Building activity in St. Albert is on pace to exceed 2009 levels, led by construction starts in single-family homes and commercial space.
According to the third-quarter building permit report issued by the City of St. Albert, the value of new single-family homes that started construction in the first nine months topped $57 million. While this represents a 15 per cent increase over last year, activity is still just half the value posted during the peak of 2007.
“This year was a little up and down,” said Carol Wallace, development manager for Melcor, which developed land in St. Albert’s Erin Ridge area.
This year the residential sector was busy in the spring, slowed down in the summer and has picked up again in the fall, Wallace said.
“I get the feeling that 2011 is going to be, not busier than this year, but steadier,” she said.
The new home market is affected by activity in the resale market, which has slowed in recent months, said Richard Goatcher, senior market analyst with the Canada Mortgage and Housing Corporation.
“New building activity so far has been fairly robust … but considering the resale market environment, we would expect to see some slowdown in new construction over the next six months,” Goatcher said.
On the commercial side, the value of permits are $6.2 million, up 68 per cent over last year. This is because there were two new construction projects that began in 2010, along with about the same number of renovations as last year.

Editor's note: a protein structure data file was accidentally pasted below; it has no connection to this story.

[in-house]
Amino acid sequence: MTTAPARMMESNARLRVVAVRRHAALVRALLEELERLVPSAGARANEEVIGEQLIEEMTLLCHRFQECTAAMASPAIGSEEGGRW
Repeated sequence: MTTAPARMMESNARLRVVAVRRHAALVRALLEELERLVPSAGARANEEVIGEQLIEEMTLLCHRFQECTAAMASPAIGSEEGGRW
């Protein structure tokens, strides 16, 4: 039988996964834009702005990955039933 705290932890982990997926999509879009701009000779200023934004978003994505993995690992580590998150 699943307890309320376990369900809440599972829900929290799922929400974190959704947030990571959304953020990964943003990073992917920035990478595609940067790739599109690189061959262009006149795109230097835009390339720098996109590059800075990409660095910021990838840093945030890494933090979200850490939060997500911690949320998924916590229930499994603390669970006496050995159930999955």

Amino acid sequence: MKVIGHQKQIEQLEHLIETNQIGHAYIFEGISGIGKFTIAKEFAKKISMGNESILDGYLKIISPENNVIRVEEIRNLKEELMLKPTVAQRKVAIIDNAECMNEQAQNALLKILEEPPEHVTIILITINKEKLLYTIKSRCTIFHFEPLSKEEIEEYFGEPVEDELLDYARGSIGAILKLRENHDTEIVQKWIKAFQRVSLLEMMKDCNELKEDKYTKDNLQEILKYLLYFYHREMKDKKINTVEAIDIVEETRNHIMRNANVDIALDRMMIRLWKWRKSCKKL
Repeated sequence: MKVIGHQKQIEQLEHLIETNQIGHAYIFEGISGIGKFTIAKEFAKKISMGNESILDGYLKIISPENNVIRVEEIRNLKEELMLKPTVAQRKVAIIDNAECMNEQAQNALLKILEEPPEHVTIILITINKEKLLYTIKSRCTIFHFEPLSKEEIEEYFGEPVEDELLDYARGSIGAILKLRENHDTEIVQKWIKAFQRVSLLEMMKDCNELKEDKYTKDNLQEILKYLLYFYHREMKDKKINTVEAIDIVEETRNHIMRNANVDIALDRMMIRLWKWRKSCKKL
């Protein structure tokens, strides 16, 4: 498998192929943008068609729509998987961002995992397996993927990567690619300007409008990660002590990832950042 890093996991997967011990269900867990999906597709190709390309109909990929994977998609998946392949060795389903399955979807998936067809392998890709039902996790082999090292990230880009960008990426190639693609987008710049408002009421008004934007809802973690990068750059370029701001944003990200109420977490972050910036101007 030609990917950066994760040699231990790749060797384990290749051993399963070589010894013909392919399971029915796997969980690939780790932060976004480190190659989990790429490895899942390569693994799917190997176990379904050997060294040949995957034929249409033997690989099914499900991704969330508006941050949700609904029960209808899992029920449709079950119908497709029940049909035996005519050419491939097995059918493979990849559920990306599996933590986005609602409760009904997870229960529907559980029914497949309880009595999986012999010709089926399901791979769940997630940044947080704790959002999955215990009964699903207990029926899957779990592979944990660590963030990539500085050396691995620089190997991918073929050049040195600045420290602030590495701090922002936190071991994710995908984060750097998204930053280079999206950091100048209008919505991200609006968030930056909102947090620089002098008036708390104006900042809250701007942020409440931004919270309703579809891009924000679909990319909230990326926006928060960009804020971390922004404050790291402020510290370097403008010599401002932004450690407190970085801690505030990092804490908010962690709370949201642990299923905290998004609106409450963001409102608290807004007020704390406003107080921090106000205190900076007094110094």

Looking back over a longer period, commercial construction activity in 2010 is still well below levels posted in each of the years between 2005 and 2008 when the third-quarter average was $18.7 million.
On the commercial-industrial side, the segment is way down to $7.4 million compared to $34.9 million last year. However, last year’s figures included the start of the Enjoy Centre, a project valued at $25 million at the time, said Larry Horncastle, St. Albert Business and Tourism Development.
The average for that segment is $5.8 million between 2005 and 2008, so 2010 activity is slightly higher, Horncastle said.
“There’s certainly more confidence in the economy. I think that businesses are starting to feel a little more positive,” he said.
His department sets a target of $10 million in commercial and industrial development each year. Those two segments have already seen a total of about $13.5 million in construction starts.
“I don’t think we’ll see a lot of new starts for the last quarter of the year,” he said.